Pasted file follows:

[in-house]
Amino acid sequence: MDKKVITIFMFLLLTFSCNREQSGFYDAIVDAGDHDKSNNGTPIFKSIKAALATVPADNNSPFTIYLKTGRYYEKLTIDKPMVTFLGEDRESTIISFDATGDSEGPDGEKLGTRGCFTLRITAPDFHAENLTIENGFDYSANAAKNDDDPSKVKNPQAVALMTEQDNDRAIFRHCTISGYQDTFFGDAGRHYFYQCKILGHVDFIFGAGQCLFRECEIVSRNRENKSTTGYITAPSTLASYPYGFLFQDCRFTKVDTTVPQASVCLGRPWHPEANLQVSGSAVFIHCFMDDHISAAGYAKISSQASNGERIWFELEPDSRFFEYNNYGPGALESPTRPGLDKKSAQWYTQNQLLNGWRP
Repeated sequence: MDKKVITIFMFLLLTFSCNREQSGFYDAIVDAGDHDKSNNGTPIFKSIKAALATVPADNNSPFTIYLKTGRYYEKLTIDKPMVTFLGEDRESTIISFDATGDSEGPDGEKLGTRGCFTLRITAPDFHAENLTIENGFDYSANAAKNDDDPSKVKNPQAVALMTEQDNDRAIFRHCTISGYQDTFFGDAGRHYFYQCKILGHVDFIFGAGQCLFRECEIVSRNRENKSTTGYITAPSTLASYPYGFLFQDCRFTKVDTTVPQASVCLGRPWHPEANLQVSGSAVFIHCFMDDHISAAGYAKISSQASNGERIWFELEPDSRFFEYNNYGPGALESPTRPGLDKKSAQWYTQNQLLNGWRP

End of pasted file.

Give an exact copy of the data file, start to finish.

[in-house]
Amino acid sequence: MDKKVITIFMFLLLTFSCNREQSGFYDAIVDAGDHDKSNNGTPIFKSIKAALATVPADNNSPFTIYLKTGRYYEKLTIDKPMVTFLGEDRESTIISFDATGDSEGPDGEKLGTRGCFTLRITAPDFHAENLTIENGFDYSANAAKNDDDPSKVKNPQAVALMTEQDNDRAIFRHCTISGYQDTFFGDAGRHYFYQCKILGHVDFIFGAGQCLFRECEIVSRNRENKSTTGYITAPSTLASYPYGFLFQDCRFTKVDTTVPQASVCLGRPWHPEANLQVSGSAVFIHCFMDDHISAAGYAKISSQASNGERIWFELEPDSRFFEYNNYGPGALESPTRPGLDKKSAQWYTQNQLLNGWRP
Repeated sequence: MDKKVITIFMFLLLTFSCNREQSGFYDAIVDAGDHDKSNNGTPIFKSIKAALATVPADNNSPFTIYLKTGRYYEKLTIDKPMVTFLGEDRESTIISFDATGDSEGPDGEKLGTRGCFTLRITAPDFHAENLTIENGFDYSANAAKNDDDPSKVKNPQAVALMTEQDNDRAIFRHCTISGYQDTFFGDAGRHYFYQCKILGHVDFIFGAGQCLFRECEIVSRNRENKSTTGYITAPSTLASYPYGFLFQDCRFTKVDTTVPQASVCLGRPWHPEANLQVSGSAVFIHCFMDDHISAAGYAKISSQASNGERIWFELEPDSRFFEYNNYGPGALESPTRPGLDKKSAQWYTQNQLLNGWRP